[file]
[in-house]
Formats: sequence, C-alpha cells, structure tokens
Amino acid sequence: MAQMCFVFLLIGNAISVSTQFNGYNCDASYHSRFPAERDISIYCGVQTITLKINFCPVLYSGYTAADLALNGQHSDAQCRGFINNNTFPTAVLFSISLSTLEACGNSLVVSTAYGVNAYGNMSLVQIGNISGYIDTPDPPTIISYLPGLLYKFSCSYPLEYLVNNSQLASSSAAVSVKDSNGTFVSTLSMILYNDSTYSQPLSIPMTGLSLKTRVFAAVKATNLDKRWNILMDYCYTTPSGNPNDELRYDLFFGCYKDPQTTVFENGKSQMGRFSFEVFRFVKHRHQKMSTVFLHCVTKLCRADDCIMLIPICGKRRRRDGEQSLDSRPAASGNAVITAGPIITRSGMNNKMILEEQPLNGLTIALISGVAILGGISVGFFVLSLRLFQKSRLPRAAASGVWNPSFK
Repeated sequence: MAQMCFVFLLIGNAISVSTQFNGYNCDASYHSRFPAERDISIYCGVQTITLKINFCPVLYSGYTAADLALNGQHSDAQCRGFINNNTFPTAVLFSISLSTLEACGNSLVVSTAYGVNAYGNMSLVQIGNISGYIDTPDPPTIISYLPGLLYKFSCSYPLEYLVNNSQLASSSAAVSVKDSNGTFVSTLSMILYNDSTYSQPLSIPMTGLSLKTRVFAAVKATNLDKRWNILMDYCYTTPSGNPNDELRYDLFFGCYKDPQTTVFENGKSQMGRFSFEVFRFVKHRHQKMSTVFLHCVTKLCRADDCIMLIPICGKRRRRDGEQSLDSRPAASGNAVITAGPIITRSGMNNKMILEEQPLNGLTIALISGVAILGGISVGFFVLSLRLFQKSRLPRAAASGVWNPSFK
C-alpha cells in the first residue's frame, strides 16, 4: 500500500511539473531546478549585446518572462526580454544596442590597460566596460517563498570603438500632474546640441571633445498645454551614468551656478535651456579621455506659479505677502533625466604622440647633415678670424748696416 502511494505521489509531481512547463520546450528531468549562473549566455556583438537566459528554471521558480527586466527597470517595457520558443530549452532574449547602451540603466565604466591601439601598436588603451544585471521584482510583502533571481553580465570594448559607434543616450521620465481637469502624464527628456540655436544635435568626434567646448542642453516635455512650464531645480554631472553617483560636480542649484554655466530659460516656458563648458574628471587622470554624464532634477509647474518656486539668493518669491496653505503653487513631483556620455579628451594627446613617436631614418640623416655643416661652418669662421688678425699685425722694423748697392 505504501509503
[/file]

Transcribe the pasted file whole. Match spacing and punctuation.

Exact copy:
[in-house]
Formats: sequence, C-alpha cells, structure tokens
Amino acid sequence: MAQMCFVFLLIGNAISVSTQFNGYNCDASYHSRFPAERDISIYCGVQTITLKINFCPVLYSGYTAADLALNGQHSDAQCRGFINNNTFPTAVLFSISLSTLEACGNSLVVSTAYGVNAYGNMSLVQIGNISGYIDTPDPPTIISYLPGLLYKFSCSYPLEYLVNNSQLASSSAAVSVKDSNGTFVSTLSMILYNDSTYSQPLSIPMTGLSLKTRVFAAVKATNLDKRWNILMDYCYTTPSGNPNDELRYDLFFGCYKDPQTTVFENGKSQMGRFSFEVFRFVKHRHQKMSTVFLHCVTKLCRADDCIMLIPICGKRRRRDGEQSLDSRPAASGNAVITAGPIITRSGMNNKMILEEQPLNGLTIALISGVAILGGISVGFFVLSLRLFQKSRLPRAAASGVWNPSFK
Repeated sequence: MAQMCFVFLLIGNAISVSTQFNGYNCDASYHSRFPAERDISIYCGVQTITLKINFCPVLYSGYTAADLALNGQHSDAQCRGFINNNTFPTAVLFSISLSTLEACGNSLVVSTAYGVNAYGNMSLVQIGNISGYIDTPDPPTIISYLPGLLYKFSCSYPLEYLVNNSQLASSSAAVSVKDSNGTFVSTLSMILYNDSTYSQPLSIPMTGLSLKTRVFAAVKATNLDKRWNILMDYCYTTPSGNPNDELRYDLFFGCYKDPQTTVFENGKSQMGRFSFEVFRFVKHRHQKMSTVFLHCVTKLCRADDCIMLIPICGKRRRRDGEQSLDSRPAASGNAVITAGPIITRSGMNNKMILEEQPLNGLTIALISGVAILGGISVGFFVLSLRLFQKSRLPRAAASGVWNPSFK
C-alpha cells in the first residue's frame, strides 16, 4: 500500500511539473531546478549585446518572462526580454544596442590597460566596460517563498570603438500632474546640441571633445498645454551614468551656478535651456579621455506659479505677502533625466604622440647633415678670424748696416 502511494505521489509531481512547463520546450528531468549562473549566455556583438537566459528554471521558480527586466527597470517595457520558443530549452532574449547602451540603466565604466591601439601598436588603451544585471521584482510583502533571481553580465570594448559607434543616450521620465481637469502624464527628456540655436544635435568626434567646448542642453516635455512650464531645480554631472553617483560636480542649484554655466530659460516656458563648458574628471587622470554624464532634477509647474518656486539668493518669491496653505503653487513631483556620455579628451594627446613617436631614418640623416655643416661652418669662421688678425699685425722694423748697392 505504501509503